Shareholders of United Natural Foods Inc. at the wholesaler’s annual meeting this week voted to approve compensation for its top officers, including an $8.5 million compensation package for outgoing CEO Steve Spinner that drew sharp opposition from some stakeholders.
The vote on compensation was not binding, but rather a so-called “say on pay” policy that the company’s board will review. The International Brotherhood of Teamsters, the proxy advisory firm Institutional Shareholder Services (ISS), and the New York City Public Pension Funds were among the groups to have raised objections.
In vote results published late Jan. 13, UNFI said its say on pay item drew 19.7 million shares for, and 13 million again, with 444,508 abstaining. A seoparate item asking for approval on an amended equity incentive plan won an even narrower victory with 19 million shares to 13.9 million against and 180,735 absentions. A similar “say on pay” policy during last year’s annual meeting received 72.7% shareholder approval, down from 91% the previous year. UNFI said its board “took this matter seriously” only to encounter a potential crisis early last year when two top executives—Spinner and Chief Operating Officer Sean Griffin—contemplated retirement at the same time.
The board at that time amended contracts for both Griffin (who departed in July) and Spinner, whose contract was extended to no later than this July, as a series of additional executive appointments were announced. The global COVID pandemic, which would arrive weeks later and put extraordinary additional strain on the food wholesaler, highlighted the wisdom of these moves, Jack Stahl, an independent UNFI director, argued at this week’s annual meeting.
“At that time, it was determined that it was in the company’s best interest, particularly given our COO’s retirement, that we absolutely needed to have continuity in our leadership team, and that was a real priority for the company,” Stahl said, according to a Sentieo transcript. “And so, Mr. Spinner’s leadership became that much more important during that period. And we wanted to avoid having both a potential CEO and COO transition at the same time that we were right in the middle of executing the operational improvements related to our merger, all happening in a very challenging macroeconomic environment.
“Had the board not secured the continued service of Mr. Spinner from, say, February of 2020 through mid-2021, it’s likely that those two departures would have occurred right in the middle of COVID-19, which certainly looking backwards makes it even more important that we put the agreement in place that we did … we believed at the time it was the right thing to do, and that has certainly been reinforced looking backwards.”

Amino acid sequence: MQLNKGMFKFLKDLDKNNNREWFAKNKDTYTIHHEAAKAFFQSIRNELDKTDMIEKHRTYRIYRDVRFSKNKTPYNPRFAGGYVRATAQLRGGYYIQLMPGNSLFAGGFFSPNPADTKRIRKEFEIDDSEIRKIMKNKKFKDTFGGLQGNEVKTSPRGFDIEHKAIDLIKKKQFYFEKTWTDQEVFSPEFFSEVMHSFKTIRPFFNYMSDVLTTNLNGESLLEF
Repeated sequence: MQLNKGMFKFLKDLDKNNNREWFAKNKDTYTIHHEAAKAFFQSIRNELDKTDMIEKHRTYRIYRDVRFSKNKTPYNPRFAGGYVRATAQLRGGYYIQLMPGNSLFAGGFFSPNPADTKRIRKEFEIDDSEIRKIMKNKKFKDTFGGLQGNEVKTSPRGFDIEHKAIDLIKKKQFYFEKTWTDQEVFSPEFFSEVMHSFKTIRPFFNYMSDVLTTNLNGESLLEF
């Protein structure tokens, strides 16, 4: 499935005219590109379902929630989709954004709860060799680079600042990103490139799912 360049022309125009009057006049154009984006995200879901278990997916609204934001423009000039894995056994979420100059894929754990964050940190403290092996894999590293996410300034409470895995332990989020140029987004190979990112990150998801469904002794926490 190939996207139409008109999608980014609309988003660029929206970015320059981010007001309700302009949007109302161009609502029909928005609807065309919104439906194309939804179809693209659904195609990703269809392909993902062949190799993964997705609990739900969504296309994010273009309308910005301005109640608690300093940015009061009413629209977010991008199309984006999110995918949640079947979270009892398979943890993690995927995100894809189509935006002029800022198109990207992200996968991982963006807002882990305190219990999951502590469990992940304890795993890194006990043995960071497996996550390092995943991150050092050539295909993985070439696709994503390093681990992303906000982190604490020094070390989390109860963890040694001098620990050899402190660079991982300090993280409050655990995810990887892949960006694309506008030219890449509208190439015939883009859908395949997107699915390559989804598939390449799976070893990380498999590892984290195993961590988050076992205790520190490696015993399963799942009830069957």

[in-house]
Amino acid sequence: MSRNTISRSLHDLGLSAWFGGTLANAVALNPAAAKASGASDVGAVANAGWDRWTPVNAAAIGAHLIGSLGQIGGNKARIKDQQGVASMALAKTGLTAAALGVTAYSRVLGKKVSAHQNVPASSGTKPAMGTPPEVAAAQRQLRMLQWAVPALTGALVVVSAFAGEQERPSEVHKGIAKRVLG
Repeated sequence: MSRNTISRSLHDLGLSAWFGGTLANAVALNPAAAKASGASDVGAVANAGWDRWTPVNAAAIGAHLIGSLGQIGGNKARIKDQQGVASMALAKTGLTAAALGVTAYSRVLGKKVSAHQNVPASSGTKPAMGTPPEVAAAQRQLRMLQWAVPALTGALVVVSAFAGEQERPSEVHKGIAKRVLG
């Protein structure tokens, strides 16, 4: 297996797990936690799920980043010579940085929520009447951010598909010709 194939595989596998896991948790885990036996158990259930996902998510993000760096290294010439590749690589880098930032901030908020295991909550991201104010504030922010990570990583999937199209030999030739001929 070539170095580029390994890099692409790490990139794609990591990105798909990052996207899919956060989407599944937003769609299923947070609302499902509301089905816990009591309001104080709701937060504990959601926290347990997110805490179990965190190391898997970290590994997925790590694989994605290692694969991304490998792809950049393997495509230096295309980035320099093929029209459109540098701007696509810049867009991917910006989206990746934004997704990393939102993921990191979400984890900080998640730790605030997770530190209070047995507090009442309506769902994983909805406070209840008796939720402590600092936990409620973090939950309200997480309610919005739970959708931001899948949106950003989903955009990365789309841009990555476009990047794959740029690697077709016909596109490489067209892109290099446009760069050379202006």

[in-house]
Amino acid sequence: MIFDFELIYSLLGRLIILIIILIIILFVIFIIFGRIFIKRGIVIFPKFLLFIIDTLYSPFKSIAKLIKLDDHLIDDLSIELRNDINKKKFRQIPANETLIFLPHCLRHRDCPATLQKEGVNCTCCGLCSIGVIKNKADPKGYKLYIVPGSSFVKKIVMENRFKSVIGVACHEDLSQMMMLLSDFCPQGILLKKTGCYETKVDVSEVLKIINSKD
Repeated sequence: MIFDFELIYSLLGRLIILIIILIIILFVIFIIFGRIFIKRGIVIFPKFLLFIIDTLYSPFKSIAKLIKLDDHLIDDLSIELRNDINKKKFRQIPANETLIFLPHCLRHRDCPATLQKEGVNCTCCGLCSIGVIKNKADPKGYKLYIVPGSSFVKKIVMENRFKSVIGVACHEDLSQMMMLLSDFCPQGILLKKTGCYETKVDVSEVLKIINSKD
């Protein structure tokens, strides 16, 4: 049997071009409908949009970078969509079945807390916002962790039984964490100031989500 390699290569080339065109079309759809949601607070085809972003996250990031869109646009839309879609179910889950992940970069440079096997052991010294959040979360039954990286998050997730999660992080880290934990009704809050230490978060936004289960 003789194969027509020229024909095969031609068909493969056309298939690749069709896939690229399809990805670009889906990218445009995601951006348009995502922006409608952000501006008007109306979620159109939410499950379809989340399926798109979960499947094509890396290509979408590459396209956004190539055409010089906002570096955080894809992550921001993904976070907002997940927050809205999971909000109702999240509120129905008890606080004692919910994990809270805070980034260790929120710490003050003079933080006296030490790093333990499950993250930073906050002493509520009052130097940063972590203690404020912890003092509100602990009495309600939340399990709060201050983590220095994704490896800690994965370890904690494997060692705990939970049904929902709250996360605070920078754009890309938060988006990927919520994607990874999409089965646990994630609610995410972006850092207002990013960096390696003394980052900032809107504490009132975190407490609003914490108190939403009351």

Spinner announced in September that he would retire from UNFI no later than July 31 of this year. His 12-year reign at UNFI grew the company through acquisitions from a niche natural foods wholesaler in the Northeast to the largest U.S. grocery wholesaler with $26 billion in annual sales serving a variety of retail independents and chains but has not been without significant controversy, particularly around the acquisition of Supervalu in 2018, and that division’s subsequent struggles.
The Teamsters, which have a long history of labor tangles with UNFI, opposed the board’s compensation, arguing in a letter to UNFI stockholders that shares had lost significant value despite the company’s revenue growth and boost in sales from COVID.
“Even this bounce, which appears temporary given a 14% drop in stock price following the company’s first quarter earnings report, has failed to compensate for the billions of dollars in value destroyed by this management team, particularly since the challenged acquisition of Supervalu,” the letter from Ken Hall, secretary-treasurer of the trucking and warehouse labor union, read. Spinner’s tenure at UNFI, Hall added, “has been little short of a disaster for investors.”
Spinner is eligible to receive severance equal to two times his annual base salary and target bonus when he retires as CEO.
In remarks at this week’s meeting, Spinner highlighted $60 million in investments in safety protocols, sanitation and equipment to deal with challenges of operating amid unprecedented demand for food-at-home brought on by the pandemic.
He also highlighted ambitious 2030 targets included in a newly published ESG (environmental social governance) Report.
This story was updated with voting results published late Jan. 13.
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